today my house fell into the water. the pacific ocean.

the last month has been saturated with persistent rains and insistent waves and northern california seems to be preparing for the apocalypse. the rains had been degrading our cliff below our house and we would watch daily as different pieces of the thing would deteriorate and drop in school-bus sized chunks, sub-audio plops onto the beach some seventy feet down.


i went to karate at 8am. i got back at 9:30. it was warm and i opened the door to let in some of the rare sunlight. in the garage my cats were interpreting as i moved boxes around and painted and heard a noise to the side of the house like someone kicking something and i thought it impossible that there was someone there and i opened the door to see the ocean; the cliff was breaking away from the earth, so fast, deep, and moving toward me like a huge anti-matter snake and the dirt was peeling away as if there was someone underneath the lip of the cliff pulling at it like a carpet or a tablecloth. the ground was finally falling out from under the house.

i stood there and the cliff slid toward me 6 feet in as many seconds (i stood there and forced myself to count as remedy to panic... "One... Two... Three.."), like an enormous predator, enough to convince me it was time to move more than just my eyebrows. grabbed the cats. jumped out garage door. lisa was sitting in the middle of the living room talking on the phone.. i told her to get out of the house. she did, leaving the phone bouncing on the carpet. and we stood out in the front of the house and waited and wondered and watched as the wind blew a little. and we heard the ocean and the entire world seemed very blue and very, very still.

5 minutes passed. i don't think we said a word. we heard a Thud, or so it seemed.

there were things in there that were ours. i didn't want them in the ocean. i thought of a few paintings i had and a couple of books full of careful notes. i put the cats in a nearby paper grocery bag. i asked lisa what she wanted.

"my armoire!"
she wasn't joking. it was a family heir-whatever and it loomed 3m tall.
"no, no.. smaller" i demanded. there seemed no time for words even though we'd been standing there rapt for what was, i'm sure, many minutes.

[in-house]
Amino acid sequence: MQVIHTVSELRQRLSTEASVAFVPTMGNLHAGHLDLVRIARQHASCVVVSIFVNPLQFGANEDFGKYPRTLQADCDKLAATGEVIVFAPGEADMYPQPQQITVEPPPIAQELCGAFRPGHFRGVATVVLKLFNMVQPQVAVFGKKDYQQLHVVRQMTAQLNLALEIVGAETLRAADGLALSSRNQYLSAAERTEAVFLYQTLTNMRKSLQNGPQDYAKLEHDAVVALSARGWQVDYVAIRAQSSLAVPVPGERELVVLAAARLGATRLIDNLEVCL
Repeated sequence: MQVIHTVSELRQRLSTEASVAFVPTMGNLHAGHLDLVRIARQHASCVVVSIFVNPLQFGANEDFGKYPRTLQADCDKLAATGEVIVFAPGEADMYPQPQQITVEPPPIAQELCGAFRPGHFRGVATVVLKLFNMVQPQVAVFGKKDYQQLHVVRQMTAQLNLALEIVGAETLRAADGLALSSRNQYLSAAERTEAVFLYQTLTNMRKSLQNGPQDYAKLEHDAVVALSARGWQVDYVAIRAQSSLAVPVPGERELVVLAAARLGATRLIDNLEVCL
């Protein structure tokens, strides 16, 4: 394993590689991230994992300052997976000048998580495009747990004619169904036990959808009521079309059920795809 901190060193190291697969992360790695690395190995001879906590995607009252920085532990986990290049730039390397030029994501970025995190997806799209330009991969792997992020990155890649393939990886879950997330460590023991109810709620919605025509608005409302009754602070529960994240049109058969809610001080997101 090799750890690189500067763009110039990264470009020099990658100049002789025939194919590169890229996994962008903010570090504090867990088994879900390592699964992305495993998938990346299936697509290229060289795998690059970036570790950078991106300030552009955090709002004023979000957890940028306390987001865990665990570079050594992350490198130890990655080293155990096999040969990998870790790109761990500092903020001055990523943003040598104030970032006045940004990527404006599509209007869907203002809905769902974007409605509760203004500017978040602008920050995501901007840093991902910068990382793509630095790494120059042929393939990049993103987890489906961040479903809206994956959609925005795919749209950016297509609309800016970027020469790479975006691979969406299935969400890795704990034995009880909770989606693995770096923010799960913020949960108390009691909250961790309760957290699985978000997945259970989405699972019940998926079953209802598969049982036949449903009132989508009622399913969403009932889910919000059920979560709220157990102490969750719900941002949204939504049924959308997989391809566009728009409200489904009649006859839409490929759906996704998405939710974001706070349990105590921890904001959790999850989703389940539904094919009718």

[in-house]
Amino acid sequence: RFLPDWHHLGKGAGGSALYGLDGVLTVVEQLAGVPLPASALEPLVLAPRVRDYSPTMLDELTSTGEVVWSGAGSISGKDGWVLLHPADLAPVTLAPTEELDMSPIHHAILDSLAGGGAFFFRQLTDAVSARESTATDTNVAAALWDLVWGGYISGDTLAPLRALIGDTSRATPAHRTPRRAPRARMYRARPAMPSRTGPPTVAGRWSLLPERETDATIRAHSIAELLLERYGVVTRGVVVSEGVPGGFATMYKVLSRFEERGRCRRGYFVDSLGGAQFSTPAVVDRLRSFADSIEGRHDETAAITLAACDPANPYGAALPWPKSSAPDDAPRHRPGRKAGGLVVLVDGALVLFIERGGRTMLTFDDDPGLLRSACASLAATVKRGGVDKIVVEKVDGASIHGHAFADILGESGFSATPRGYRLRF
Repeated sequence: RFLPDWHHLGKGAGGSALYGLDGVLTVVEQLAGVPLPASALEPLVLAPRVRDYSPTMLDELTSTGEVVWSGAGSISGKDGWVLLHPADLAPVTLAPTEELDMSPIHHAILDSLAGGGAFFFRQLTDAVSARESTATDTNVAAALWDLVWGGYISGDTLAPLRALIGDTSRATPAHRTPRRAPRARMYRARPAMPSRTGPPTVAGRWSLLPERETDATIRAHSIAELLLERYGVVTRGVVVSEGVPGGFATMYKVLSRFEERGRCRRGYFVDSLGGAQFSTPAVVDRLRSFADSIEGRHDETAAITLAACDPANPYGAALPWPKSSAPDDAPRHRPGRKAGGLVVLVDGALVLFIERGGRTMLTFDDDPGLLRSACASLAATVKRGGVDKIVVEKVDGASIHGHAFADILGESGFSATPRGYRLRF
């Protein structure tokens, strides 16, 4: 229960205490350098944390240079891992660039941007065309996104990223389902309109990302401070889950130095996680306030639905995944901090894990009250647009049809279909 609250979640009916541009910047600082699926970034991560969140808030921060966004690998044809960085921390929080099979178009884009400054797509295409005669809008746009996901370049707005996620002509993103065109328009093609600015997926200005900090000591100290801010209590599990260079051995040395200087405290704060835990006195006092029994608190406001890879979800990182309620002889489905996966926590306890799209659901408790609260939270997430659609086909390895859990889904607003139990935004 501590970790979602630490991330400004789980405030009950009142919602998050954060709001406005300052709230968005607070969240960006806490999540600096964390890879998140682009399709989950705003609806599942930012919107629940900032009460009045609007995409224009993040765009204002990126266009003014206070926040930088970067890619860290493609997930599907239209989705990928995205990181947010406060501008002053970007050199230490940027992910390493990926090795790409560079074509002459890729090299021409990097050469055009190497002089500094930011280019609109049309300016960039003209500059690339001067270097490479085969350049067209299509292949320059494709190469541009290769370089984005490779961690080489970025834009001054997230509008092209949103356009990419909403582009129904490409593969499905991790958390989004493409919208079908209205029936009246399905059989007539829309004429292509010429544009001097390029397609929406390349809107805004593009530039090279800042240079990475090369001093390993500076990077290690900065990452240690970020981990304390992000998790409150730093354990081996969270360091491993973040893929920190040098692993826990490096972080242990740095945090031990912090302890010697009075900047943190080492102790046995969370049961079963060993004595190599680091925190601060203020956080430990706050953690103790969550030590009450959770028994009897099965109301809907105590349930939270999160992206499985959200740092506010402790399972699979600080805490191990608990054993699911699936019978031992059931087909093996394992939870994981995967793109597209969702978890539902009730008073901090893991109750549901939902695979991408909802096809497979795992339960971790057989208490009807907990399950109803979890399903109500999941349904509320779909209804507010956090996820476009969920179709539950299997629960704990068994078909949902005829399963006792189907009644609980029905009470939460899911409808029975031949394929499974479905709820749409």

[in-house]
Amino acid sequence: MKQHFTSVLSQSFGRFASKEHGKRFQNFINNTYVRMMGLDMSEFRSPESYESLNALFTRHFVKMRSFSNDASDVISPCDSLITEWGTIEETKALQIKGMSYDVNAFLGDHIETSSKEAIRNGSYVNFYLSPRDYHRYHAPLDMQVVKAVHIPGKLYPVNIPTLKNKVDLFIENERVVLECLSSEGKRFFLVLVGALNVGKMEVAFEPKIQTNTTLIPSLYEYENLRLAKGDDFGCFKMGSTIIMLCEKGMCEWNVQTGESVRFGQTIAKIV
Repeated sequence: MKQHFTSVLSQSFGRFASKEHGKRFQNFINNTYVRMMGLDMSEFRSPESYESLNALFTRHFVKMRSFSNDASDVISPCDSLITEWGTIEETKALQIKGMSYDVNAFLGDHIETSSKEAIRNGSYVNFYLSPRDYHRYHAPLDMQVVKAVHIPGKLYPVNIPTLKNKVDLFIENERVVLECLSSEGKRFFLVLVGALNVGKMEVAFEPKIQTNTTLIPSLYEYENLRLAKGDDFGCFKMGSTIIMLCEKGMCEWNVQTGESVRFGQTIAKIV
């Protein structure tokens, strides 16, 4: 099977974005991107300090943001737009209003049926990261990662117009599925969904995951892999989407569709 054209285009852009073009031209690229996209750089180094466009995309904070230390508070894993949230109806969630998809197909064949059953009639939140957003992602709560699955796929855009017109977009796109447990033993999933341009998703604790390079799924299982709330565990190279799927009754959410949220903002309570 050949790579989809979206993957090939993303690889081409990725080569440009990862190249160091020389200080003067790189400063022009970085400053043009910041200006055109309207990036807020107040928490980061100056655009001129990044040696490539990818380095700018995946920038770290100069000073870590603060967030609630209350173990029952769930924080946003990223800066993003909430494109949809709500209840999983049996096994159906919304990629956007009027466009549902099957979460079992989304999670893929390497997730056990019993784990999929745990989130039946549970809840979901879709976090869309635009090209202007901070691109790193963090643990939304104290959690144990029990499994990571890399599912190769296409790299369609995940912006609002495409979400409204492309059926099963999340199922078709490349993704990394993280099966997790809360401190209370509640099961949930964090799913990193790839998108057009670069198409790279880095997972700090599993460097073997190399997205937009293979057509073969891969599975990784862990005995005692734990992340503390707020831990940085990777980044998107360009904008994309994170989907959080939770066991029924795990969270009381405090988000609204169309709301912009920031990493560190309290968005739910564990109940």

"okay," she said, "the bed - it's from the 1800s"

that razorblade.opportunity to really part with everything; have you ever been shoved away, and as you spin from your delicately collected world, out of control in a very gentle and weightless way, you know you only have one hand and one minute to clutch at your possessions? it's very lively, if i can use the word; "i have a small moment to take out of my house the handful of the most important items i own." no time for reflection it's grab grab stash run and hope the damn house doesnt groan and angle under your puny weight and crush you under the rotting saturated cliff and into the hungry, grey sea below.

how often are you forced to define your world, really?

the moment was gone replaced with the neighbors and the newspapers and the cops and the idiocy of panic and all the hubbub left lisa and i in a whirlwind of good.intentioned traffic to move everything out as the neighbors were tossing armfuls of Things into boxes that had appeared from nowhere and The City Officials told us we had less than 90 minutes to get everything out and it was a matter of mass not quality and while we didnt have to select we did have to choose. things were left behind, but thanks to the kindness of the people that lived near us it wasn't much.

the three old women that lived next door weren't as lucky. their house fell, too, but most of their belongings went with it. either they had too much stuff or else the neighbors either didn't like them much. anyway, they had lived there longer.